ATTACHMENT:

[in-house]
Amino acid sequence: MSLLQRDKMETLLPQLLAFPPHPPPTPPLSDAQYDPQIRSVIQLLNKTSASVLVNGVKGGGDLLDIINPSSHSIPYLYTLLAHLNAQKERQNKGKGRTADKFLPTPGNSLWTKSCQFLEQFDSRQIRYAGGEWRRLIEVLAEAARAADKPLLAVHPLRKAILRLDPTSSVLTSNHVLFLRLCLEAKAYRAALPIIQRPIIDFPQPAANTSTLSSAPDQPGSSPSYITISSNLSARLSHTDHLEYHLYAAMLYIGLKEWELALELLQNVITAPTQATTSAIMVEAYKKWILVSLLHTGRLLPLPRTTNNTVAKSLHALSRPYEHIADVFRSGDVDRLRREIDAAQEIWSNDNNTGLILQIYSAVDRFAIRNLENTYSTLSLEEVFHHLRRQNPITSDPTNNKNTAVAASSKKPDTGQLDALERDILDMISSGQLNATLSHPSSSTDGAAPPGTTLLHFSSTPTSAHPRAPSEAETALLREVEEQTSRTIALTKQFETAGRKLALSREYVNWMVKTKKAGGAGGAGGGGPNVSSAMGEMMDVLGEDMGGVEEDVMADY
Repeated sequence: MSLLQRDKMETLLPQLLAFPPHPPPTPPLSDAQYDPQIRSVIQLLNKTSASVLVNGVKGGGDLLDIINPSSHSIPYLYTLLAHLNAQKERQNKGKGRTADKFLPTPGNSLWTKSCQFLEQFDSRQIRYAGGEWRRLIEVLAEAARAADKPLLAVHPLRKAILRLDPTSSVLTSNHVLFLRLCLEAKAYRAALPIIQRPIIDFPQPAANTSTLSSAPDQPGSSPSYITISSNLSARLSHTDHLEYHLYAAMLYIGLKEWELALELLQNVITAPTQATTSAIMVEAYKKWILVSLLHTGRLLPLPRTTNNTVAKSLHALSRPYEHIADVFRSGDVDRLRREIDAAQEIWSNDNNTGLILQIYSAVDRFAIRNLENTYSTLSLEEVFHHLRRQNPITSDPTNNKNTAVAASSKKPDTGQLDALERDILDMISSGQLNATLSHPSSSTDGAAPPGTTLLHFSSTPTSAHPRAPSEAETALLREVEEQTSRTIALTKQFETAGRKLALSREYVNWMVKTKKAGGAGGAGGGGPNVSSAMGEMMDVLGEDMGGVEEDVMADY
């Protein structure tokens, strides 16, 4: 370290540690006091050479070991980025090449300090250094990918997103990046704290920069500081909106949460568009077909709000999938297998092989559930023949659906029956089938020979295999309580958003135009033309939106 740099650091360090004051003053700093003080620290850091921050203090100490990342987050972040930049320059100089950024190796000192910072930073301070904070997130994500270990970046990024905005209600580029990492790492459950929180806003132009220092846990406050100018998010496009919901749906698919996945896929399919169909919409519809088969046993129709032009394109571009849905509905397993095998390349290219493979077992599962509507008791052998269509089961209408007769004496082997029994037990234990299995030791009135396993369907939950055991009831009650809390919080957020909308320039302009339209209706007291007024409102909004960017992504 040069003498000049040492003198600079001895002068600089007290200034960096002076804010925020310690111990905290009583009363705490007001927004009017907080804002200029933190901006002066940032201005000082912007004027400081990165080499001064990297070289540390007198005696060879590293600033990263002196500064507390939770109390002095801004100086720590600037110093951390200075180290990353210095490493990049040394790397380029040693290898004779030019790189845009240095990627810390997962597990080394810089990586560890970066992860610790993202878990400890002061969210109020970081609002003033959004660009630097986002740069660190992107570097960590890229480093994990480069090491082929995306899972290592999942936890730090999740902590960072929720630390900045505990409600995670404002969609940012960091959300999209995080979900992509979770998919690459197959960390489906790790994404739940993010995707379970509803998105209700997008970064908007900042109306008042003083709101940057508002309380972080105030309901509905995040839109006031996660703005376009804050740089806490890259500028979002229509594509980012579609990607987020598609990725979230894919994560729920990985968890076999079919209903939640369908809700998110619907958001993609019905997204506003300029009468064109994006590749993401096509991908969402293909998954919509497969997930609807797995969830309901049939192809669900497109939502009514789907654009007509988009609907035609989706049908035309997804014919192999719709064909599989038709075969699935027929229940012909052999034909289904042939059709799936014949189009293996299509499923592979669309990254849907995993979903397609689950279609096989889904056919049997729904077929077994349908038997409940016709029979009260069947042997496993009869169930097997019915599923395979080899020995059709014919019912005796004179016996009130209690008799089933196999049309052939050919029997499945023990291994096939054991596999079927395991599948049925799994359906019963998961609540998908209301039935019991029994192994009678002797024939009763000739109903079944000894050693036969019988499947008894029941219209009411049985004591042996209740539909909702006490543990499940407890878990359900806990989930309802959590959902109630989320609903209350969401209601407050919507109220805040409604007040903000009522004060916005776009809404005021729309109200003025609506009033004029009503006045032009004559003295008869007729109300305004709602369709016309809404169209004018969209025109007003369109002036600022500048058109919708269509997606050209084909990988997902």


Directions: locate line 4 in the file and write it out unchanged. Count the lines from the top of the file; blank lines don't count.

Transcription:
């Protein structure tokens, strides 16, 4: 370290540690006091050479070991980025090449300090250094990918997103990046704290920069500081909106949460568009077909709000999938297998092989559930023949659906029956089938020979295999309580958003135009033309939106 740099650091360090004051003053700093003080620290850091921050203090100490990342987050972040930049320059100089950024190796000192910072930073301070904070997130994500270990970046990024905005209600580029990492790492459950929180806003132009220092846990406050100018998010496009919901749906698919996945896929399919169909919409519809088969046993129709032009394109571009849905509905397993095998390349290219493979077992599962509507008791052998269509089961209408007769004496082997029994037990234990299995030791009135396993369907939950055991009831009650809390919080957020909308320039302009339209209706007291007024409102909004960017992504 040069003498000049040492003198600079001895002068600089007290200034960096002076804010925020310690111990905290009583009363705490007001927004009017907080804002200029933190901006002066940032201005000082912007004027400081990165080499001064990297070289540390007198005696060879590293600033990263002196500064507390939770109390002095801004100086720590600037110093951390200075180290990353210095490493990049040394790397380029040693290898004779030019790189845009240095990627810390997962597990080394810089990586560890970066992860610790993202878990400890002061969210109020970081609002003033959004660009630097986002740069660190992107570097960590890229480093994990480069090491082929995306899972290592999942936890730090999740902590960072929720630390900045505990409600995670404002969609940012960091959300999209995080979900992509979770998919690459197959960390489906790790994404739940993010995707379970509803998105209700997008970064908007900042109306008042003083709101940057508002309380972080105030309901509905995040839109006031996660703005376009804050740089806490890259500028979002229509594509980012579609990607987020598609990725979230894919994560729920990985968890076999079919209903939640369908809700998110619907958001993609019905997204506003300029009468064109994006590749993401096509991908969402293909998954919509497969997930609807797995969830309901049939192809669900497109939502009514789907654009007509988009609907035609989706049908035309997804014919192999719709064909599989038709075969699935027929229940012909052999034909289904042939059709799936014949189009293996299509499923592979669309990254849907995993979903397609689950279609096989889904056919049997729904077929077994349908038997409940016709029979009260069947042997496993009869169930097997019915599923395979080899020995059709014919019912005796004179016996009130209690008799089933196999049309052939050919029997499945023990291994096939054991596999079927395991599948049925799994359906019963998961609540998908209301039935019991029994192994009678002797024939009763000739109903079944000894050693036969019988499947008894029941219209009411049985004591042996209740539909909702006490543990499940407890878990359900806990989930309802959590959902109630989320609903209350969401209601407050919507109220805040409604007040903000009522004060916005776009809404005021729309109200003025609506009033004029009503006045032009004559003295008869007729109300305004709602369709016309809404169209004018969209025109007003369109002036600022500048058109919708269509997606050209084909990988997902």